“Research into the human olfactory system has also recently been undergoing revolutionary progress, as it now appears to be part of a larger, organism-wide chemo-receptor system containing cells distributed throughout the body. The system appears likely to function via the mechanism of quantum tunneling of electrons within these olfactory/chemo-receptors (among other related mechanisms), and it has recently also been shown that the human olfactory sense is capable of discriminating over one trillion olfactory stimuli, as reported in the journal Science in 2014; the previous estimate was that the human olfactory sense could discriminate up to 10,000 different stimuli. (We will bring you more on this in much greater detail in a future post.)

“All of this evidence on the previously unsuspected precision, range, scale, and magnitude of the human sensorium is now converging from a broad range of scientific fields and researchers into a unified body of evidence, and a new and radical emerging picture, of the potential of human sensory-perceptual functioning potential. And, moreover, simultaneously in the very present, the discoveries – especially concerning the human vision of light – are being deliberately directed by a number of the world’s leading scientists and scientific institutions, to research into the very foundations of the universe.”

Read Maureen Seaberg’s full article at Psychology Today: Experiments Suggest Humans Can Directly Observe the Quantum

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Article: Watch Nerve Cells Being Born in Living Mice [Science News]

“The scientists marked 63 cells called radial stem cells, which can divide to create new nerve cells. Researchers then watched these stem cells for up to two months, taking pictures every 12 or 24 hours.

“During that time, 42 of these stem cells underwent a spurt of division, churning out two kinds of cells: intermediate cells that would go on to produce nerve cells as well as mature nerve cells themselves. Once this burst of activity ended, the radial stem cells disappeared by dividing themselves into mature nerve cells that could no longer split.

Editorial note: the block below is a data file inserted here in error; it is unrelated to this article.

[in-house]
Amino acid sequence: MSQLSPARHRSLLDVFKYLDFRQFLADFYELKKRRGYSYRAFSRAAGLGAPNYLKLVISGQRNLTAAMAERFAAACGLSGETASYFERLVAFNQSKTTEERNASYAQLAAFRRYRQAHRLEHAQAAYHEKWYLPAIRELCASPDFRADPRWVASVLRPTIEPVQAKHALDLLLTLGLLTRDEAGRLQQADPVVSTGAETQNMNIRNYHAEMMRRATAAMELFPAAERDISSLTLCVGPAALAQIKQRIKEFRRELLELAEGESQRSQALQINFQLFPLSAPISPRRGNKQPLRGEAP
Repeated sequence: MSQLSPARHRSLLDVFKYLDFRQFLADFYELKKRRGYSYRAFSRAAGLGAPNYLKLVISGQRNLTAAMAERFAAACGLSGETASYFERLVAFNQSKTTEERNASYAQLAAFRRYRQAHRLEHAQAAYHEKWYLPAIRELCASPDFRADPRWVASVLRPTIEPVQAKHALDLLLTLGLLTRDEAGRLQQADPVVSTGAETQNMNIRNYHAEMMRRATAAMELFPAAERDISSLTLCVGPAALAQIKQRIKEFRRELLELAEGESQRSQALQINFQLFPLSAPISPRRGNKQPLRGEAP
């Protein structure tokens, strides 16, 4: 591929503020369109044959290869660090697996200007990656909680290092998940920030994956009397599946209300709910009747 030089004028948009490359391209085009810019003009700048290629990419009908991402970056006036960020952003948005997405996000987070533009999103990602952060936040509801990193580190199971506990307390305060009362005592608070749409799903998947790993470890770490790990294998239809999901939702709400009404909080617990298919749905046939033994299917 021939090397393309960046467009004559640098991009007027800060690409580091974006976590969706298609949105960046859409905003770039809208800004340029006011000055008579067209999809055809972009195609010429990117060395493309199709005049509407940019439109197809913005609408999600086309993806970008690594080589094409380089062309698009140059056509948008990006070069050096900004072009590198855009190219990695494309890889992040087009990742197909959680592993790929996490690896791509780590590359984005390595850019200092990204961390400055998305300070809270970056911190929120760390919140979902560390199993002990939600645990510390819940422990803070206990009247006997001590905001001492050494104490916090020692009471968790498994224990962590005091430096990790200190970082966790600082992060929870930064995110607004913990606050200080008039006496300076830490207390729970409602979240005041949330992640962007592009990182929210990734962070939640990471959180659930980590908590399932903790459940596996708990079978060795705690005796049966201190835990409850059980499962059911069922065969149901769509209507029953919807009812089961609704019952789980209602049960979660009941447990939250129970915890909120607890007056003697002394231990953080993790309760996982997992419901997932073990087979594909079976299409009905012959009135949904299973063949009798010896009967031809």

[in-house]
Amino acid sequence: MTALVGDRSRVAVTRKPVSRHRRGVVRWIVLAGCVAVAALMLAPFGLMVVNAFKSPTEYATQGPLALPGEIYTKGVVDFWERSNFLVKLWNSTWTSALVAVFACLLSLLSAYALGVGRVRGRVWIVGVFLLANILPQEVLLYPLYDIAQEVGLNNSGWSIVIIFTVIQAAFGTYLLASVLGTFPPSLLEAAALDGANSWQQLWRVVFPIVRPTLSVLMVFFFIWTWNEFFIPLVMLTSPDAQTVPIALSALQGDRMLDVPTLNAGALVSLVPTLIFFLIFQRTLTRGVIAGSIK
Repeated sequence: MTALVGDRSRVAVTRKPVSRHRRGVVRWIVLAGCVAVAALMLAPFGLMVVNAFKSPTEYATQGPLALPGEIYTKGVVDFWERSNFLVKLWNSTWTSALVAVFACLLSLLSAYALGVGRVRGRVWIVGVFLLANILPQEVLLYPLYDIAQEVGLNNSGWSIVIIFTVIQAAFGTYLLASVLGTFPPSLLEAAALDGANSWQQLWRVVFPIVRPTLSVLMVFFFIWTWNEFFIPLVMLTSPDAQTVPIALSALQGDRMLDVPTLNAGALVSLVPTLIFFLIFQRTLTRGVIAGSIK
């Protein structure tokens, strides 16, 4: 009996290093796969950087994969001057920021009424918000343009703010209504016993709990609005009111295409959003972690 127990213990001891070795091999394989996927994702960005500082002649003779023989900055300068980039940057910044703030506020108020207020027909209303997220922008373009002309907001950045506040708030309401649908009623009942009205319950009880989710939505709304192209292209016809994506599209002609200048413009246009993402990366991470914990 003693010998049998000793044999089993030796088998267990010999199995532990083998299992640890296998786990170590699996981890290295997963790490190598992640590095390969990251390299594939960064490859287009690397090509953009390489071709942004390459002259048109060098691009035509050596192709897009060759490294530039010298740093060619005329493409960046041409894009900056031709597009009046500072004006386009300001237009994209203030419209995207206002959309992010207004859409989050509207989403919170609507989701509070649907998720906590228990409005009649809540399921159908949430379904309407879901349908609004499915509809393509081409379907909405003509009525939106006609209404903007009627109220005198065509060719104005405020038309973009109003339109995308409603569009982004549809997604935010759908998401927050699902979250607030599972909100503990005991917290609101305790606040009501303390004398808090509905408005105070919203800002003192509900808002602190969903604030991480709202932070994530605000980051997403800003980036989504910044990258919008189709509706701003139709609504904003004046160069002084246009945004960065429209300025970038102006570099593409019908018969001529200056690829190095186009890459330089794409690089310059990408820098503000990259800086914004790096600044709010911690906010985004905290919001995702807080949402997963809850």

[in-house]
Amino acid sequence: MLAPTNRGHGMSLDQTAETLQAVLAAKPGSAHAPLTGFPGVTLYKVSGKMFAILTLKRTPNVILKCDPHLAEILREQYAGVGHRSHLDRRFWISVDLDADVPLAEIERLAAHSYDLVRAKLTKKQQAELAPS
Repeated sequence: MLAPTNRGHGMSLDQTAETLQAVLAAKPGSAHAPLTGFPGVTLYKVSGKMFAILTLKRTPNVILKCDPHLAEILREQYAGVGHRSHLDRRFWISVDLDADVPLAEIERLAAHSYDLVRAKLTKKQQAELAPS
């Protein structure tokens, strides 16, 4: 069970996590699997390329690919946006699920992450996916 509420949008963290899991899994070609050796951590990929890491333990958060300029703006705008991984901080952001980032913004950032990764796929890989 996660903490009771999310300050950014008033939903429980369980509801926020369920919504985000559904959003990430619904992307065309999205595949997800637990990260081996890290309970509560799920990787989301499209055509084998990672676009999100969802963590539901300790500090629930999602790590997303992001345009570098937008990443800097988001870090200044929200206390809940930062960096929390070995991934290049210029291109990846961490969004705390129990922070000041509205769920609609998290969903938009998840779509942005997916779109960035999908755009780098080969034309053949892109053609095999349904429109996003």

“Many of these newly formed nerve cells had brief lives, dying either within the first four days, or 13 to 18 days after birth. It’s not clear what kills these newborn cells. Interspersed among the dying cells, survivors go on to knit themselves into the brain.”

Read Laura Sanders full article at Science News: Watch Nerve Cells Being Born in Living Mice

Watch the video:

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Article: In the Deepest Ocean Trenches, Animals Eat Plastic

“For the past decade, Jamieson, a marine biologist at Newcastle University, has been sending vehicles to the bottom of marine trenches, which can be as deep as the Himalayas are tall. Once there, these landers have collected amphipods—scavenger relatives of crabs and shrimp that thrive in the abyss. Jamieson originally wanted to know how these animals differ from one distant trench to another. But a few years ago, almost on a whim, he decided to analyze their body for toxic, human-made pollutants such as polychlorinated biphenyls, or PCBs, which have been banned for decades but which persist in nature for much longer.

“The team found PCBs galore. Some amphipods were carrying levels 50 times higher than those seen in crabs from one of China’s most polluted rivers. When the news broke, Jamieson was inundated with calls from journalists and concerned citizens. And in every discussion, one question kept coming up: What about plastics?”

Read Ed Yong’s full article at The Atlantic: In the Deepest Trenches, Animals Eat Plastic